May 12 (Bloomberg) -- Bordeaux estates Chateau Pichon Longueville Comtesse de Lalande and Chateau Ducru-Beaucaillou released prices for 2013 wines in the past week, confirming growers’ resolve to hold close to 2012 levels amid low yields.
Pichon Lalande kept its 2013 price at 57.60 euros ($79.40) a bottle from Bordeaux wholesale merchants, unchanged from its 2012 price. Ducru-Beaucaillou cut its price to 66 euros, down 5 percent from 2012, according to data compiled by the Liv-ex market.
Collectors had been looking to so-called en primeur sales of 2013 wines, before they are bottled and delivered, to give impetus to the Bordeaux market, amid pressure on growers after cold, wet weather hit the crop. The Liv-ex Fine Wine 50 Index has fallen for the past eight months and is down more than 4 percent since the start of this year.
“Prices are too high,” Miles Davis, partner at Wine Asset Managers LLP in London, said in an interview. “The system as it is, because of the price, is broken. So if they want to fix the system, it’s up to the chateau owners to bring the price down.” The fund, which is invested in Bordeaux and doesn’t buy futures from the region, manages $20 million.
Pichon Lalande is a wine estate in the Pauillac district of the Medoc, north of Bordeaux, ranked as a second growth in the 1855 classification drawn up for Napoleon III’s Paris Exhibition of that year and still in force. Ducru-Beaucaillou is another second-growth winery further south in Saint-Julien.
Davis said investors who bought the five first-growth wines en primeur in any of the previous four vintages from 2009 to 2012 have seen prices retreat from their release levels, with declines particularly steep for the highly priced and critically acclaimed 2009 and 2010 vintages.
Chateau Lafite-Rothschild is currently trading about 47 percent below its 2010 release price, while Chateau Mouton-Rothschild is down 38 percent. Chateau Margaux is 32 percent lower, Chateau Latour is down 24 percent and Chateau Haut-Brion is down 26 percent, according to data compiled by Davis based on Liv-ex prices.
While producers have been able to count on selling their wine to the Bordeaux negociants, or traders, barely six months after harvest, stocks have been building up during the run of poorer vintages since 2011, potentially putting financial pressure on merchants left holding it.
Top Bordeaux producers “don’t actually need the cash flow,” Davis said. “Anyone who goes to Bordeaux and just looks around can realize the last thing they need is any cash. They’re spending fortunes doing up the chateaux, vineyards and everything. The place looks amazing. The chateaux are getting the cash from the negociants, and from there on is where the problem lies.”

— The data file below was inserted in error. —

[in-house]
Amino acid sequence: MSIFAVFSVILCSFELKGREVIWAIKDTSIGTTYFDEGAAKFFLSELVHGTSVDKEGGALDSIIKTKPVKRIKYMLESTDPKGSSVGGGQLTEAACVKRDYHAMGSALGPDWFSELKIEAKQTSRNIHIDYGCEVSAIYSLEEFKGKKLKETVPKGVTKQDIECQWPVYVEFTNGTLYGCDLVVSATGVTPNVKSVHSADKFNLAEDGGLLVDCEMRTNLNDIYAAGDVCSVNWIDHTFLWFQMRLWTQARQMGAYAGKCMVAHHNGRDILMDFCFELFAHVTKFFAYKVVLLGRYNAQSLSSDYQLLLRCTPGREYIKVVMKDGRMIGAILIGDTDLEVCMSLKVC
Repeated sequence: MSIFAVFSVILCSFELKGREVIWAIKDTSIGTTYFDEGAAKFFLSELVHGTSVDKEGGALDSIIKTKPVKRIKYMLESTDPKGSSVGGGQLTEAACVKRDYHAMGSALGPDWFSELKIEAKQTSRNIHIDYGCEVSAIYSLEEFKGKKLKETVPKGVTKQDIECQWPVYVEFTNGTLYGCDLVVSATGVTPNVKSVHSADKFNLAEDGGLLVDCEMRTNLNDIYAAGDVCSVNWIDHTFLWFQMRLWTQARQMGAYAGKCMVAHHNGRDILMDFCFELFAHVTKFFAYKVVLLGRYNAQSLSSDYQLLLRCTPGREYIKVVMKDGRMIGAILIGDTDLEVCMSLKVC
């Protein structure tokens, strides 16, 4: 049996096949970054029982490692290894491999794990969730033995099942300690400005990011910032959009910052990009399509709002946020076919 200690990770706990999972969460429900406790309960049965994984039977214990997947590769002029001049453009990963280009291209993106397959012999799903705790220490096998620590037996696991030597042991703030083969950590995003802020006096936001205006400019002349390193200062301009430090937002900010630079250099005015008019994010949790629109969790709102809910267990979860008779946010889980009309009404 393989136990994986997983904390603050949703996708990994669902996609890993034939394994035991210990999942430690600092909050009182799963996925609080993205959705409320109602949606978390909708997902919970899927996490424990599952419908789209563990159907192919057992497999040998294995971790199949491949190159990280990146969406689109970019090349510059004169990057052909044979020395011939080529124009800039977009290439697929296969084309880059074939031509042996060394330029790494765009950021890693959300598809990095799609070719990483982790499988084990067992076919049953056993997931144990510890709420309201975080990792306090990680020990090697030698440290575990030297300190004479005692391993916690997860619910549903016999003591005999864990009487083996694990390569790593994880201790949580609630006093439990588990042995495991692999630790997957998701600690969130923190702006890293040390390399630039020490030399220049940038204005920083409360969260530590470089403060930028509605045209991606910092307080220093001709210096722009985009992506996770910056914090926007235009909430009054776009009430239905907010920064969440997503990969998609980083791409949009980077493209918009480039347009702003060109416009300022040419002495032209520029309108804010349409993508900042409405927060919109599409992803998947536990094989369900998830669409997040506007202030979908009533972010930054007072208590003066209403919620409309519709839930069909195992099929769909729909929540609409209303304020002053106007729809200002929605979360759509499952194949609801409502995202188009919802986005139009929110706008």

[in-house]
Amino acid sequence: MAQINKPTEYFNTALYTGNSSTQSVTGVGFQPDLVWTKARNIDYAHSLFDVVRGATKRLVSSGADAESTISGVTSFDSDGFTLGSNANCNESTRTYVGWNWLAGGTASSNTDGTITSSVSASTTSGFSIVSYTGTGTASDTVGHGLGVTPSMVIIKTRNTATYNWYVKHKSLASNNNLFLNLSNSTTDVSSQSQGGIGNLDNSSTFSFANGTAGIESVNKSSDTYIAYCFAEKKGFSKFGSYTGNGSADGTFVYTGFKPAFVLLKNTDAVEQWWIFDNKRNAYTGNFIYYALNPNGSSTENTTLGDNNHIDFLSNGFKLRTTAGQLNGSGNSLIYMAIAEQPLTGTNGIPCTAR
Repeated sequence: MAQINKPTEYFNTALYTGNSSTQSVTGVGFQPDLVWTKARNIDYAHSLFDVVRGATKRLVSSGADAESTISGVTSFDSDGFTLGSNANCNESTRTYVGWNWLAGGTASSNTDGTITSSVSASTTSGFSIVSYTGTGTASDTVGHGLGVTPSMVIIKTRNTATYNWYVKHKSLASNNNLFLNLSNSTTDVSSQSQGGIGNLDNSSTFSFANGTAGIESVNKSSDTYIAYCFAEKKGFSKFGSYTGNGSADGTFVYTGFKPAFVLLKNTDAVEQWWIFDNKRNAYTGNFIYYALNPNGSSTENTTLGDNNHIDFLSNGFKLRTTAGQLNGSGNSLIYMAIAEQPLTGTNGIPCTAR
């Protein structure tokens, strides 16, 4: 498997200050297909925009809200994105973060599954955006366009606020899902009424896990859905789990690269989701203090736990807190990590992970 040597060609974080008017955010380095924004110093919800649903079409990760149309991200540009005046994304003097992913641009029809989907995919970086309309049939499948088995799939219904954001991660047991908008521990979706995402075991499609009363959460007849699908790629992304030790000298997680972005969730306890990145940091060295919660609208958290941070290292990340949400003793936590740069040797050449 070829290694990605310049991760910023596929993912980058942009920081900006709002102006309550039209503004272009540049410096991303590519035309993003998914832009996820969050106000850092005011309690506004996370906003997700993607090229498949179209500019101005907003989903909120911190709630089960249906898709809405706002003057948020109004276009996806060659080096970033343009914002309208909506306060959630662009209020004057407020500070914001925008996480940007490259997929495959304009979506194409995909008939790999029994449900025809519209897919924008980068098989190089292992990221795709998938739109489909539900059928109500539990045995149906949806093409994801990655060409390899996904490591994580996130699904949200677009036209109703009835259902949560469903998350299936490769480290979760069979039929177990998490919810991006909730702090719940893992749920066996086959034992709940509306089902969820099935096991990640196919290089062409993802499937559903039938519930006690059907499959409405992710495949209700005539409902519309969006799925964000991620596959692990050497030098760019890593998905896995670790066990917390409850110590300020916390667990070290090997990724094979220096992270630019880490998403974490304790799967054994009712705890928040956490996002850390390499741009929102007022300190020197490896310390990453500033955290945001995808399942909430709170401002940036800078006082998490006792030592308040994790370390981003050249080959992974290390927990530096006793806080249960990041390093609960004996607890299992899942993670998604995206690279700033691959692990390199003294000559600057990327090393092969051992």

Leading left-bank estate Lafite cut its price by 14 percent last month, while Haut-Brion, Mouton and Margaux announced reductions of 10 percent. Latour no longer participates in en primeur sales, preferring to release its wines once they have attained greater maturity.
On the right bank in Saint-Emilion, Chateau Cheval Blanc and Chateau Ausone, both priced their wine at 300 euros a bottle last month, according to Liv-ex. For Cheval Blanc that was a 12 percent cut from the previous vintage, while for Ausone it was a 15 percent reduction.
Two other top Saint-Emilion producers, Chateau Angelus and Chateau Pavie, each cut their 2013 price by 8 percent to 165 euros.
For the group of eight wines comprising the four left-bank first growths participating in en primeur and the leading four Saint-Emilion estates, the average price cut for 2013 was 11 percent and the median 10 percent, according to Liv-ex data.
Davis said that the price cut was about 7 percent on average for the 40 top estates he tracks on both sides of river, while for a basket of 38 growers tracked by Liv-ex, the average decline was about 6 percent.
While growers have been able to sell their wines to merchants, most have not sold through beyond that to end-buyers, with the exception of a couple of estates including Chateau Lynch-Bages and Chateau L’Eglise-Clinet, Davis said. Lynch-Bages, a Pauillac winery, cut its 2013 price by 17 percent to 50 euros a bottle.
“All the wine is staying with the negociants,” Davis said. “It’s just a great shame. It was a good system.”
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